Bluebird Bio Aims to Lengthen and Deepen Responses with Second CAR T Cell Treatment
Bluebird bio has collaborated with Celgene Corporation on CAR T Cell treatments in multiple myeloma. Their first product, called bb2121 entered clinical trials in 2016. The first patient has now been treated with their second product, called bb2127 which is now in a Phase I clinical study open for relapsed or refractory myeloma patients. The goal with bb2127 is to lengthen and deepen responses, based on results from the bb2121 studies. According to bluebird bio:
“bb21217, bluebird’s second oncology program to enter the clinic, complements bb2121, which has demonstrated encouraging safety and efficacy results in an ongoing Phase 1 trial. With bb21217, we manufacture a CAR T cell product enriched for ‘memory T cells’ – a long-lived, more potent T cell subtype – which in preclinical in vivo studies has shown improved anti-tumor activity,” said Philip Gregory, chief scientific officer, bluebird bio. “While the clinical data we have shared to date from our bb2121 program have shown deep and durable responses, we know that multiple myeloma is an aggressive and historically incurable cancer. With our partners at Celgene, we are excited to bring forward a second program reflecting our commitment to exploring all avenues to deliver cutting edge therapies to patients.”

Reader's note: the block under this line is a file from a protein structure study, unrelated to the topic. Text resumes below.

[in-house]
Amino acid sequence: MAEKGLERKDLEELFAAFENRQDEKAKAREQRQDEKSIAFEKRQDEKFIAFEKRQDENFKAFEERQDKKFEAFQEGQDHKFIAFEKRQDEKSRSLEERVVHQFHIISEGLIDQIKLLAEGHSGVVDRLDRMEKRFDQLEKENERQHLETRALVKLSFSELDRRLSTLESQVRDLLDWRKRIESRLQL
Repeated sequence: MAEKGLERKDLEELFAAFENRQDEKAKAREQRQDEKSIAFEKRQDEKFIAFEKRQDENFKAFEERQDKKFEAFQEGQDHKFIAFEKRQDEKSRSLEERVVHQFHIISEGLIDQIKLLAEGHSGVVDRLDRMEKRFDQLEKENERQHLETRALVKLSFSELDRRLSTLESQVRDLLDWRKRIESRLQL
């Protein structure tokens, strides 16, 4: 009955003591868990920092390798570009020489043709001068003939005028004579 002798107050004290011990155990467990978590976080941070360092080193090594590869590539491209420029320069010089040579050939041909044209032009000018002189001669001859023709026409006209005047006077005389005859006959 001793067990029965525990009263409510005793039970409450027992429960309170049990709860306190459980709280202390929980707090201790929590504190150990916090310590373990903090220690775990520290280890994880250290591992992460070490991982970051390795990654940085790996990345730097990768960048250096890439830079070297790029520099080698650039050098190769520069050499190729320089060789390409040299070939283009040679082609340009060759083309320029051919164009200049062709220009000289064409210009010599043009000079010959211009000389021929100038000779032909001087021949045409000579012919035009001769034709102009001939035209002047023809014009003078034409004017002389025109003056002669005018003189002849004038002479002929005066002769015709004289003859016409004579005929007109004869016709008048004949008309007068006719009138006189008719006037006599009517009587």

With the treatment, T cells are collected from a patient by extracting blood samples. The T cells are then engineered in a laboratory to recognize theB-cell maturation antigen (BCMA) protein on the surface of myeloma cells. They are then multiplied before being infused back into the patient. Like all Phase I studies, the goal is to assess safety and dosing levels while also looking at early signs of impact against the myeloma cells. Bluebird also announced that Celgene has exercised its option to exclusively license the therapy, meaning that after the Phase 1 study, Celgene is will take responsibility for the future development and commercialization of the product.